In coordination with the Amsterdam Urban Art Museum and Street Art Today, the Mexican calligraffiti artist Said Dokins and photographer Leonardo Luna recently visited The Netherlands, traveling between cities such as Radio Kootwijk, Landgraaf, Heerlen, Arnhem and Amsterdam for his latest project, Heliographies of Memory; a series of luminous paintings set as a backdrop of historic buildings and iconic sites.
About the Series
Heliographies of Memory uses light and movement to explore the concept of displaced memory and nostalgia. Situated amongst sites of strong symbolic value such as public plazas, monuments, bulwarks, and abandoned places, the artist addresses conflicts of power, destruction, and control imposed by both historic and contemporary regimes.
These ephemeral interventions, which Luna captured in a series of photographs reveal what happened, despite not being visible.
Starting out in the woods of the isolated village Radio Kootwijk, they chose an abandoned building that once was a former communications complex during World World 2. Another dissipated landmark selected was in Landgraaf, at the towns oldest Castle Schaesberg, around it’s moated remains.
Upon spending a week in Heerlen, a city composed of ancient, modern and avant-garde architecture, all bundled together two installations from the series can be found. One, in the city center, between three emblematic buildings of different eras, and the other in the former mining area, now called Parkstad Limburg.
In Arnhem, they illuminated the remains of The Airborne Monument, a damaged column belonging to the Justice Palace. Dedicated to the fallen soldiers during WW2’s Market Garden Operation, you can still see the inscription: “17 September 1944”, referring to the Arnhem Battle.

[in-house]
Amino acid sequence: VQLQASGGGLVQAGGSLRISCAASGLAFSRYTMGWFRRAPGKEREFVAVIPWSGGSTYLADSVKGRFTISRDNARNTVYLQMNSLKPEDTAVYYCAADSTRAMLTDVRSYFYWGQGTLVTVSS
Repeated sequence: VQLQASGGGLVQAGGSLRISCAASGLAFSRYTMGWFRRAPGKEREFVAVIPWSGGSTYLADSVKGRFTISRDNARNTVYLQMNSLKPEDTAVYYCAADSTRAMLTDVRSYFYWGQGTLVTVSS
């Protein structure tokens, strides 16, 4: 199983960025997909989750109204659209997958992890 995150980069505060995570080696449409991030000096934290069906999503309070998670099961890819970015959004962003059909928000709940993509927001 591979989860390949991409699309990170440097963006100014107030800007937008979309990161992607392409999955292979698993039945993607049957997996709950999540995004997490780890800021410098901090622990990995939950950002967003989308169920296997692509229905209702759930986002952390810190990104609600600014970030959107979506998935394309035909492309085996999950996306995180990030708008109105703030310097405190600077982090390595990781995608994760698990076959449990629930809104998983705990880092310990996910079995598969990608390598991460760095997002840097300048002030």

Their last stop was in Amsterdam-Noord, to an old industrial area across the IJ river currently being gentrified. Giving rise to a new urban area at the river shore with hotels, restaurants, galleries and museums it’s turned the neighborhood into a place of production and consumerism. The natives that have lived there through generations in social care housing feel every day more disconnected to their community.
About the Artist
Said Dokins lives and works in Mexico City, Mexico. He studied Visual Arts and Philosophy at UNAM (Universidad Nacional Autonoma de Mexico), a background you can easily feel in all his creations. He’s a master in calligraffiti, a practice combining inscriptions and graffiti. His creations are generally inspired by medieval and Japanese calligraphy and he’s curated projects related to urban arts and political issues happening in his country. His work has been shown nationally and internationally in countries like Spain, Germany, France, Holland, Belgium, United Kingdom, Argentina, Chile, Brazil, El Salvador, Peru among others.